Twenty years ago, I was in a very different place. Geographically, I wasn’t very far from where I am now, but personally, I was light years from here. My students now weren’t even born.
Twenty years ago, I didn’t know I was a teacher. I didn’t know I was a mother. I didn’t know I was a wife.
Twenty years ago, I was just starting to rebuild a relationship with my mother, after a turbulent adolescence.
Twenty years ago, I was a student, exploring the world and all it had to offer, if I would just take it.
On December 6, 1989, a very disturbed man walked into the Ecole polytechnique and destroyed 14 lives. Those 14 young women, whose only transgression was being intelligent and female, never had the chance to discover the world or themselves.
They didn’t know. They didn’t know what the future held – how many babies never happened? How many innovations were never conceived? How many rifts were never mended?
They didn’t know that being a woman was a crime punishable by death.
They say that time heals all wounds, but I think that what really happens is that time smooths the jagged edges, so it’s not quite so painful. The pain is what teaches us – we might not remember, really, just how painful it was to stick our hand on the burner, or to put our tongue on the cold signpost, or to stub our toe against the coffee table, but we learn. We learn to put on the oven mitt, or keep our tongues away from cold metal, or to walk around the table.
Time will not, and should not, heal the wounds of December 6 1989. I hope we’re still learning from that day.
20px-Purple_ribbon.svg.png Geneviève Bergeron
20px-Purple_ribbon.svg.pngHélène Colgan
20px-Purple_ribbon.svg.pngNathalie Croteau
20px-Purple_ribbon.svg.pngBarbara Daigneault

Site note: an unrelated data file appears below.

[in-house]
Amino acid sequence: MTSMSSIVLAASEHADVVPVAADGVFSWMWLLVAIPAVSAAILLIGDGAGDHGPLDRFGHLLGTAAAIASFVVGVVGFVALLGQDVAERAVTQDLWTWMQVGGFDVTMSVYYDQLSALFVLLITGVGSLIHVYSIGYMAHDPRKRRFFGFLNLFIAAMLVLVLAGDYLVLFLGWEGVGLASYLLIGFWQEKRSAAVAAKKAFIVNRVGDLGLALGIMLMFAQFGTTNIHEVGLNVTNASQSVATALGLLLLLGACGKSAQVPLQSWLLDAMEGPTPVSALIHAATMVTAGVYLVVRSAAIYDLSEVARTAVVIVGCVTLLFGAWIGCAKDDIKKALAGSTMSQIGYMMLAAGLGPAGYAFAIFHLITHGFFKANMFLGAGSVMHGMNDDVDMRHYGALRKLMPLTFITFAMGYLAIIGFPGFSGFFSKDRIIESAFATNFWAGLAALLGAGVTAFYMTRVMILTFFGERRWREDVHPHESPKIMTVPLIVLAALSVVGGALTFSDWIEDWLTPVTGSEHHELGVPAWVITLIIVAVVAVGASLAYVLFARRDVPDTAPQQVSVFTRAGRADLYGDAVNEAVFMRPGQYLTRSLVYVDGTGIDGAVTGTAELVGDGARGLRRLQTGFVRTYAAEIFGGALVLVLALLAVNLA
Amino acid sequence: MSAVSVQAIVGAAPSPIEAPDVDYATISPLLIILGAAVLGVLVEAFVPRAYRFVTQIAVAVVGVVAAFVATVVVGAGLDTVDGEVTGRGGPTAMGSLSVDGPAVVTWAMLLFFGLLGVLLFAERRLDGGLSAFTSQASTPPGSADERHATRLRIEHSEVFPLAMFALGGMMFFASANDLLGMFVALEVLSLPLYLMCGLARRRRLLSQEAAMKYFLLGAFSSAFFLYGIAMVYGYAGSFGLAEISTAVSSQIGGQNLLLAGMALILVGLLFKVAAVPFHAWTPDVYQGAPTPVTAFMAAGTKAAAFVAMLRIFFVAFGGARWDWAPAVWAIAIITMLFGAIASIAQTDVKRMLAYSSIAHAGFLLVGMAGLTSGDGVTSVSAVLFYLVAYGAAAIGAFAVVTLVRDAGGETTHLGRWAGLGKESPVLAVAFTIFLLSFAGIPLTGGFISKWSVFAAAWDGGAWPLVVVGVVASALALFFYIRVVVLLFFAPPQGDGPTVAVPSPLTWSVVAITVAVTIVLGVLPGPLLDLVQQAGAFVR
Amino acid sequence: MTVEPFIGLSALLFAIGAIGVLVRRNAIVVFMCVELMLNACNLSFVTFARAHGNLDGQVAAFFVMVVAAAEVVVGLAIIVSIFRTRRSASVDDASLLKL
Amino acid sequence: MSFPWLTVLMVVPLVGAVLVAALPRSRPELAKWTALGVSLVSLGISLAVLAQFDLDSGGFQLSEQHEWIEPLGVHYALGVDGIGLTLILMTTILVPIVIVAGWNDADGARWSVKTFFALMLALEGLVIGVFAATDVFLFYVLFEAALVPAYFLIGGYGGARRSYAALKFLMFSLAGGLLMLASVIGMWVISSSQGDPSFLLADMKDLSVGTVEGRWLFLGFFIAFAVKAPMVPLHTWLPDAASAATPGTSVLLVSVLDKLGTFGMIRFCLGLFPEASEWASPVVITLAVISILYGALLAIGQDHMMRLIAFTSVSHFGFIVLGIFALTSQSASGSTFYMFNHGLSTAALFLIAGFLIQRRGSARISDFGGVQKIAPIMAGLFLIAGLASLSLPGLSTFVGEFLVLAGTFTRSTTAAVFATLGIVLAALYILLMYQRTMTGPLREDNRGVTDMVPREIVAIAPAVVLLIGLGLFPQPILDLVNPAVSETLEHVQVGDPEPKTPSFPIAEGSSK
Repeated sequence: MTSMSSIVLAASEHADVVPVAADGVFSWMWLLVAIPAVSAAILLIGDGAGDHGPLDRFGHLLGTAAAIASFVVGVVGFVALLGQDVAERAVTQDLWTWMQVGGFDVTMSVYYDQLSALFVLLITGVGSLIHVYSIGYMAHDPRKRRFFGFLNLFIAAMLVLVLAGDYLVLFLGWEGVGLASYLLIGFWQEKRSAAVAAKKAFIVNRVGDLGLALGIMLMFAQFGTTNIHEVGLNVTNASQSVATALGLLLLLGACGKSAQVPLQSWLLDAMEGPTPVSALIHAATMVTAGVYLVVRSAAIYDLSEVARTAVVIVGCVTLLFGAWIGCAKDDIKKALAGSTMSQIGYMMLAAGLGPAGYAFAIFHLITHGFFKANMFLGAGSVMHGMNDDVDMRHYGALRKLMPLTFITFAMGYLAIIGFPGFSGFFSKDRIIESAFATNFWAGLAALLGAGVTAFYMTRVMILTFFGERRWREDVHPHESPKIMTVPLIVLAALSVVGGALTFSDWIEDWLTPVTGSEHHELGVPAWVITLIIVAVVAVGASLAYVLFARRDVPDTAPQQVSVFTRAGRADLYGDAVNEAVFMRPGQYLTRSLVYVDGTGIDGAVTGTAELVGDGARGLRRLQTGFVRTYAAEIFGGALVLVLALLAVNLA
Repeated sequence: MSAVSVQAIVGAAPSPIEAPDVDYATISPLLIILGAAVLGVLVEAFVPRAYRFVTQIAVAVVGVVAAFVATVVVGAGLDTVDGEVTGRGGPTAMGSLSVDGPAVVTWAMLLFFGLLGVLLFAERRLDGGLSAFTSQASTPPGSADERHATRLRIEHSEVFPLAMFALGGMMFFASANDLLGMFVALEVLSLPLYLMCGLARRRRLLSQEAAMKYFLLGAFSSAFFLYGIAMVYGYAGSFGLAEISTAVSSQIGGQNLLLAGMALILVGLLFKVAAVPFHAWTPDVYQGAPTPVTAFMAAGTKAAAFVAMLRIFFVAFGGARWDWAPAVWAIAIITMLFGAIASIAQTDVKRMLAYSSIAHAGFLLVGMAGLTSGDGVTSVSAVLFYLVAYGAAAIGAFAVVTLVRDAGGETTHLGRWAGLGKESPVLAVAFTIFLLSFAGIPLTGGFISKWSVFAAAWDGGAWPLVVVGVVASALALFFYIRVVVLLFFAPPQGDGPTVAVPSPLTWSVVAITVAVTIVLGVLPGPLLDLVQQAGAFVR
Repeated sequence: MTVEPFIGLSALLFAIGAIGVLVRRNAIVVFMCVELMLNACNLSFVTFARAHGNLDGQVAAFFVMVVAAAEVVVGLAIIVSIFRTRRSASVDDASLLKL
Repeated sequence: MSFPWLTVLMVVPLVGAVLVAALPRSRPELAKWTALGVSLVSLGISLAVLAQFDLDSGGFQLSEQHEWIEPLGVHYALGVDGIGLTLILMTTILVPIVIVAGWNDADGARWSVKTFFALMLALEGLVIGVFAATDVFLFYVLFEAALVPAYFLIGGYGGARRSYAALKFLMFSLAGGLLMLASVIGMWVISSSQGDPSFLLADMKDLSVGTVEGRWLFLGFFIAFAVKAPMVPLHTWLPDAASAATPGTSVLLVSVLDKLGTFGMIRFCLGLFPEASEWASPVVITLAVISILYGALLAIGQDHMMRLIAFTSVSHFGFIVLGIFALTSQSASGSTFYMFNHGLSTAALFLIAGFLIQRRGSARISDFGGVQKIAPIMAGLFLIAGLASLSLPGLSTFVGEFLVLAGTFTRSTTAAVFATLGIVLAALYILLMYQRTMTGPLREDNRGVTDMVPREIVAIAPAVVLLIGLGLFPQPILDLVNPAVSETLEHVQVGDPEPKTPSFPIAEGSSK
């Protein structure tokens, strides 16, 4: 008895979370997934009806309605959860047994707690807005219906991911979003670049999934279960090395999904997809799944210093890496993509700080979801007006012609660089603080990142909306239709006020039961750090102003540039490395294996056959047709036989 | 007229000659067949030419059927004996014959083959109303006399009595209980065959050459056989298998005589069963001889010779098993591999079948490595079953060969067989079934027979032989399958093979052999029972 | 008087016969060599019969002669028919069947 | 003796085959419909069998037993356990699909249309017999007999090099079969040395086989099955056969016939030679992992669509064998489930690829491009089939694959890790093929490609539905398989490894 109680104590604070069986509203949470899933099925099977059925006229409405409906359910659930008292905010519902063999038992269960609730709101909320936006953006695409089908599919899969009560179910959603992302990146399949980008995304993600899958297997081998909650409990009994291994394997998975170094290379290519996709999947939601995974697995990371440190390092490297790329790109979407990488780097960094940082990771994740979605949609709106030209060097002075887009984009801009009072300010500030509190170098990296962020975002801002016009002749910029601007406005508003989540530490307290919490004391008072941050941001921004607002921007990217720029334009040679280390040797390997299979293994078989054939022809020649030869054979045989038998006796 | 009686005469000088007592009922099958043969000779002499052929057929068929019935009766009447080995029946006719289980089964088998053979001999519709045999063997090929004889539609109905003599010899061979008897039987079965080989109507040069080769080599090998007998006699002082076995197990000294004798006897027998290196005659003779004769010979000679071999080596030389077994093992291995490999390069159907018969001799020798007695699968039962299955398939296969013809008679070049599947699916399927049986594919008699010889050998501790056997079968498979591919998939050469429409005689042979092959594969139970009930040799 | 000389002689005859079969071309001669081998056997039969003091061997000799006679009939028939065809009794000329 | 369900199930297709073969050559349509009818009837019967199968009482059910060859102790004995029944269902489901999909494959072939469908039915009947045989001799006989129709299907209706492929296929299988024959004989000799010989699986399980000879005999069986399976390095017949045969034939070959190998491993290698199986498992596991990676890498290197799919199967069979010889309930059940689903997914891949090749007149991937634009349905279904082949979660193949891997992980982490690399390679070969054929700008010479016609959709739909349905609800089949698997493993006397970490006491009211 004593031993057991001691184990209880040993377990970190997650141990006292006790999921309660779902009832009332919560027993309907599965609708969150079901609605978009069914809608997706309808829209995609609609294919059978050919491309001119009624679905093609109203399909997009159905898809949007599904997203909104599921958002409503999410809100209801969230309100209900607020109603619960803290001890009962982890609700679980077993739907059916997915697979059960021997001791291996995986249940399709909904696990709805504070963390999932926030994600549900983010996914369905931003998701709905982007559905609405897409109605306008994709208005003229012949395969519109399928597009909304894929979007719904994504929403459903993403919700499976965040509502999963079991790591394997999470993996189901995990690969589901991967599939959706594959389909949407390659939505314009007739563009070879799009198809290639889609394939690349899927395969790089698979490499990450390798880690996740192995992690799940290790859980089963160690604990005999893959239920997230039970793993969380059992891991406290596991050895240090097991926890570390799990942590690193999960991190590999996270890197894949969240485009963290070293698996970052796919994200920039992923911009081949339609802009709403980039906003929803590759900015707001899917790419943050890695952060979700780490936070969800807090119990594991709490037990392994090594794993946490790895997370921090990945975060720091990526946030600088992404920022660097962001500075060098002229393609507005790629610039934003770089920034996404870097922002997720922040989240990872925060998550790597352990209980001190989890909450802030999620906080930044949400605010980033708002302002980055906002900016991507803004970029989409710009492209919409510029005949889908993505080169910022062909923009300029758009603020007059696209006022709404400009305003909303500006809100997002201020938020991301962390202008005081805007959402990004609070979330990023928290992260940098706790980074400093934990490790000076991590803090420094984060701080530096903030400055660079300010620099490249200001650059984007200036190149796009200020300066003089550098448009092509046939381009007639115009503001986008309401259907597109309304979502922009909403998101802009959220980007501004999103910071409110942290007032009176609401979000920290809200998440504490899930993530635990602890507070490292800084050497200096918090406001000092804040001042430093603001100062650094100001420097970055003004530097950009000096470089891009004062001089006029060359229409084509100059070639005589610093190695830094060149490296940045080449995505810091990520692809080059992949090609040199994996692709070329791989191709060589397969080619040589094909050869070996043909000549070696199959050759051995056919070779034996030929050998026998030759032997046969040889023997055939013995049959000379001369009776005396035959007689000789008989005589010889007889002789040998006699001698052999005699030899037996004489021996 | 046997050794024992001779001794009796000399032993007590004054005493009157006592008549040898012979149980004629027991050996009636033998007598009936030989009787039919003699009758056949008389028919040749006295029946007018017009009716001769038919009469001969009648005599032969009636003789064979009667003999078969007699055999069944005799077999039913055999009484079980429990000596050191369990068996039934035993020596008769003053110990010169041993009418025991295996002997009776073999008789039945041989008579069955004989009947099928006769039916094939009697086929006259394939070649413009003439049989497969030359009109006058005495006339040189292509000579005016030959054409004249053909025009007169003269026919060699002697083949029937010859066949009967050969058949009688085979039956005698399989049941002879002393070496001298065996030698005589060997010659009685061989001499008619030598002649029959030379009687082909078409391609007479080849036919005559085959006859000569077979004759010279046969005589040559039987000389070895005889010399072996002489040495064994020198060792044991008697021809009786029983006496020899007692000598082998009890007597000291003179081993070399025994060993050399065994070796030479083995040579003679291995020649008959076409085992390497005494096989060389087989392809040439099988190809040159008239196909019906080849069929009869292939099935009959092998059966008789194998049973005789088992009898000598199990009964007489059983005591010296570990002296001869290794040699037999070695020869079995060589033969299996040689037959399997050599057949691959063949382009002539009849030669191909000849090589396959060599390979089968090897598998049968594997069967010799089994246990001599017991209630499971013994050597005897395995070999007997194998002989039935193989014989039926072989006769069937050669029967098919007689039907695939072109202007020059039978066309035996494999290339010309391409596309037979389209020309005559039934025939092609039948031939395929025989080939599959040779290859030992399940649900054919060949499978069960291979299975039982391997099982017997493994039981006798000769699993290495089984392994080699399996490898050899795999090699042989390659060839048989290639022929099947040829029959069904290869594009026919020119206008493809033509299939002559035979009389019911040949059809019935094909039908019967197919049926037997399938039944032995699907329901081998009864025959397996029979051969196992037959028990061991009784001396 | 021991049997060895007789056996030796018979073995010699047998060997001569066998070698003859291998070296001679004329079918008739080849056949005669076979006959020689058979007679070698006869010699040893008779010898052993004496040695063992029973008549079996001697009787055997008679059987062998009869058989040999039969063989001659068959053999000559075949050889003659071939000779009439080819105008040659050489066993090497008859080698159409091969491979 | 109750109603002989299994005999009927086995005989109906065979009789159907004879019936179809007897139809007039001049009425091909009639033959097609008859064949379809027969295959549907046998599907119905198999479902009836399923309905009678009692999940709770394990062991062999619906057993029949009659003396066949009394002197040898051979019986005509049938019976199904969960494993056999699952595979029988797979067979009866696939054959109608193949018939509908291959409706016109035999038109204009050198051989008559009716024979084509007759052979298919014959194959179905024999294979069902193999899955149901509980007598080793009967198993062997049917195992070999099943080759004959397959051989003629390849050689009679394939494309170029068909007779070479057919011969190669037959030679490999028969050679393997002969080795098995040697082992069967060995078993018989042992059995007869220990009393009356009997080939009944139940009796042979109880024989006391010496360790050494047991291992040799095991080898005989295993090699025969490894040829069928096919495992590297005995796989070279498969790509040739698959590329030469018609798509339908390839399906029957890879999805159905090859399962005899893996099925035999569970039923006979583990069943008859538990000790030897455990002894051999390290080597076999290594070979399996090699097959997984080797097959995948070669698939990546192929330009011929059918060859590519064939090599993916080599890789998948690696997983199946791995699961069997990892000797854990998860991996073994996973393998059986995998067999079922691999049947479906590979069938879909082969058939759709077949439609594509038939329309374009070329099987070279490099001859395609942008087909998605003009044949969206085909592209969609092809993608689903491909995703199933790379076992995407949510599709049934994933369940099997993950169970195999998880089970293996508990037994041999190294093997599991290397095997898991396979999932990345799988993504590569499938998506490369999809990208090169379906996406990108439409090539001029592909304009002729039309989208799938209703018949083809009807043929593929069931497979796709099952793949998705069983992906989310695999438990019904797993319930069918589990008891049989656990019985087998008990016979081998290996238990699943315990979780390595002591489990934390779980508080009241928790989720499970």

20px-Purple_ribbon.svg.pngAnne-Marie Edward
20px-Purple_ribbon.svg.pngMaud Haviernick
20px-Purple_ribbon.svg.pngMaryse Laganière
20px-Purple_ribbon.svg.pngMaryse Leclair
20px-Purple_ribbon.svg.pngAnne-Marie Lemay
20px-Purple_ribbon.svg.pngSonia Pelletier
20px-Purple_ribbon.svg.pngMichèle Richard
20px-Purple_ribbon.svg.pngAnnie St-Arneault
20px-Purple_ribbon.svg.pngAnnie Turcotte
20px-Purple_ribbon.svg.pngBarbara Klucznik-Widajewicz

The light at the end of the tunnel is an oncoming train

Summer vacation is fast coming to a close – I’m already putting together my framework for the coming semester, printing outlines, planning the first week of classes…
So it occurred to me that I should probably get my act together and post some photos from our grand European excursion. In the four weeks we were there, we went to Wales, Scotland and France, and made several day trips to various English locales, including Bath, Oxford, Milton Keynes and Bourton on the Water, and spent a lovely afternoon at the Batsford Arboretum:
The magnolias were almost finished, but this lovely flower was waiting for me.
Over the next few weeks, things will still be nuts, but I’m hoping that as a few of my various projects wind up that I will have more time and energy to think about my blog. I miss it 🙂
In the meantime, please do check out the photos, over on my flickr page.

They even got the elephants…

I am writing this from a very posh, very plush king-sized bed in a luxury hotel in downtown Montreal, while drinking a third cup of room-service coffee, gazing at a vase of my favourite flowers.
A few months ago, I assigned Dr. T the task of making my 40th birthday a major event, and I recruited Aurora to ‘assist’ him in the task, mainly to ensure that (a) someone who knew what I meant by ‘major’ was involved and (b) specifically, someone who understood that ‘major’ does not mean ‘pinball machine’ was involved.
Well, I could not have chosen better party planners.
Last night, we started with an Ethiopian feast with a group of my nearest and dearest, where we enjoyed great food and I was lavished with prezzies; the meal was topped off with two beautiful and scrumptious cakes – one peaches and cream, and the second spicy chocolate. Then we walked over to the Hotel de la Montagne, where we found my family and more wonderful friends waiting (with yet more prezzies). We drank and chatted and danced, and at 10 o’clock we made our way to the rooftop terrace to watch the fireworks (technically coincidental, but a nice touch, nonetheless). The party went on til we closed the bar, after which Dr. T brought me upstairs to our room (!), furnished with my baby laptop, our wave radio, my clothes for the morning after, and a vase of calla lilies. And the leftover spicy chocolate cake.